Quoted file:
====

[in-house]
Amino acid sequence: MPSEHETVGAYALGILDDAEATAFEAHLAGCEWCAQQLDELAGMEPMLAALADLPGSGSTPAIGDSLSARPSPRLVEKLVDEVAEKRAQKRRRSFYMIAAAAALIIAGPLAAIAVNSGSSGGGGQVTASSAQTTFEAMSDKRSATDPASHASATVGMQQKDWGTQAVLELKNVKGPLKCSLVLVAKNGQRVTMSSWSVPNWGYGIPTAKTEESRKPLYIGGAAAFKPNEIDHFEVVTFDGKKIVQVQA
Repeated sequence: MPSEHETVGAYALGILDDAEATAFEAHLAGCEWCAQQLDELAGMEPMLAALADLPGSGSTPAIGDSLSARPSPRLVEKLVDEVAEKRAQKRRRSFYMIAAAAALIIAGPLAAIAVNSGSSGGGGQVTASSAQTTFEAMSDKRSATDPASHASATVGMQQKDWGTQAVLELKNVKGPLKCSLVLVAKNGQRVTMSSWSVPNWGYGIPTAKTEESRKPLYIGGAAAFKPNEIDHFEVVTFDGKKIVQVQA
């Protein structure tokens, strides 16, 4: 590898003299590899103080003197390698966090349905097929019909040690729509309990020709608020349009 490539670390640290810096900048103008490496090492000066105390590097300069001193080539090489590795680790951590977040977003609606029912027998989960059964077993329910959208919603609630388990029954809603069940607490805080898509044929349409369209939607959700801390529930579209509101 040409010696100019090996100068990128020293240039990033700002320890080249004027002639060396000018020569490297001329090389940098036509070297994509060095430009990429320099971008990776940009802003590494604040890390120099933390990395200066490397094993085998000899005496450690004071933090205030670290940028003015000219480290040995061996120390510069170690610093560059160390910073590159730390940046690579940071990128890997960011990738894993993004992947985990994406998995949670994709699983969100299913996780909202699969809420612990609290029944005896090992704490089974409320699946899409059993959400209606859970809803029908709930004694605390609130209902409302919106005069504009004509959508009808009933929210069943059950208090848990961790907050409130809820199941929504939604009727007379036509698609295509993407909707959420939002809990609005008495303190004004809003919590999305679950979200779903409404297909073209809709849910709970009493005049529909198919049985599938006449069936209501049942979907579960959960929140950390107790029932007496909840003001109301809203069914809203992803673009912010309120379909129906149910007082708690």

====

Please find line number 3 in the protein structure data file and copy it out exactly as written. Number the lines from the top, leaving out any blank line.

Repeated sequence: MPSEHETVGAYALGILDDAEATAFEAHLAGCEWCAQQLDELAGMEPMLAALADLPGSGSTPAIGDSLSARPSPRLVEKLVDEVAEKRAQKRRRSFYMIAAAAALIIAGPLAAIAVNSGSSGGGGQVTASSAQTTFEAMSDKRSATDPASHASATVGMQQKDWGTQAVLELKNVKGPLKCSLVLVAKNGQRVTMSSWSVPNWGYGIPTAKTEESRKPLYIGGAAAFKPNEIDHFEVVTFDGKKIVQVQA